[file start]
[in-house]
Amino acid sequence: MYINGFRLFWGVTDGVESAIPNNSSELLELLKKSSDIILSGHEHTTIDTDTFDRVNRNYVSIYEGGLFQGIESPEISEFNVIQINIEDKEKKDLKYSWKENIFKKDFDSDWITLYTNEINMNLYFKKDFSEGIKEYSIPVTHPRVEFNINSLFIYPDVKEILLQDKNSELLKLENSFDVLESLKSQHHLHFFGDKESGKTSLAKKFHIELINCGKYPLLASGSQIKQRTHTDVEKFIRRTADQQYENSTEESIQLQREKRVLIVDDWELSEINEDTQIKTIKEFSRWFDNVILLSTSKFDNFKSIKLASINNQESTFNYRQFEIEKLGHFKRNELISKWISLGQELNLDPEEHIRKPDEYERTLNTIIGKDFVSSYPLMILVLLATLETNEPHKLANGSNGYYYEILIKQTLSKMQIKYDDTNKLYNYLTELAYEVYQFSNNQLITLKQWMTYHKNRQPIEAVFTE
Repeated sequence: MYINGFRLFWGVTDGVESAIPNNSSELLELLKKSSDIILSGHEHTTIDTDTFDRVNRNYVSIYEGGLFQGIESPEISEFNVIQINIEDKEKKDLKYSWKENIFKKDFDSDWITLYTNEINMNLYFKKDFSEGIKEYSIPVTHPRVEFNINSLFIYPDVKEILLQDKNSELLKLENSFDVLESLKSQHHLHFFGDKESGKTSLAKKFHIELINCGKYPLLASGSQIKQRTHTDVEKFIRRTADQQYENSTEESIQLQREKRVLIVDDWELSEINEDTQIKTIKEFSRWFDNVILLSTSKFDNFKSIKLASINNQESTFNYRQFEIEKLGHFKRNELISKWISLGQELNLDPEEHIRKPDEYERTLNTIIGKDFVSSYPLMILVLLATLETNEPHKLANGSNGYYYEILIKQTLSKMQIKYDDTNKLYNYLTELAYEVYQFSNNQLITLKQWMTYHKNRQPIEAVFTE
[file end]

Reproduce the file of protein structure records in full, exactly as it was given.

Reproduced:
[in-house]
Amino acid sequence: MYINGFRLFWGVTDGVESAIPNNSSELLELLKKSSDIILSGHEHTTIDTDTFDRVNRNYVSIYEGGLFQGIESPEISEFNVIQINIEDKEKKDLKYSWKENIFKKDFDSDWITLYTNEINMNLYFKKDFSEGIKEYSIPVTHPRVEFNINSLFIYPDVKEILLQDKNSELLKLENSFDVLESLKSQHHLHFFGDKESGKTSLAKKFHIELINCGKYPLLASGSQIKQRTHTDVEKFIRRTADQQYENSTEESIQLQREKRVLIVDDWELSEINEDTQIKTIKEFSRWFDNVILLSTSKFDNFKSIKLASINNQESTFNYRQFEIEKLGHFKRNELISKWISLGQELNLDPEEHIRKPDEYERTLNTIIGKDFVSSYPLMILVLLATLETNEPHKLANGSNGYYYEILIKQTLSKMQIKYDDTNKLYNYLTELAYEVYQFSNNQLITLKQWMTYHKNRQPIEAVFTE
Repeated sequence: MYINGFRLFWGVTDGVESAIPNNSSELLELLKKSSDIILSGHEHTTIDTDTFDRVNRNYVSIYEGGLFQGIESPEISEFNVIQINIEDKEKKDLKYSWKENIFKKDFDSDWITLYTNEINMNLYFKKDFSEGIKEYSIPVTHPRVEFNINSLFIYPDVKEILLQDKNSELLKLENSFDVLESLKSQHHLHFFGDKESGKTSLAKKFHIELINCGKYPLLASGSQIKQRTHTDVEKFIRRTADQQYENSTEESIQLQREKRVLIVDDWELSEINEDTQIKTIKEFSRWFDNVILLSTSKFDNFKSIKLASINNQESTFNYRQFEIEKLGHFKRNELISKWISLGQELNLDPEEHIRKPDEYERTLNTIIGKDFVSSYPLMILVLLATLETNEPHKLANGSNGYYYEILIKQTLSKMQIKYDDTNKLYNYLTELAYEVYQFSNNQLITLKQWMTYHKNRQPIEAVFTE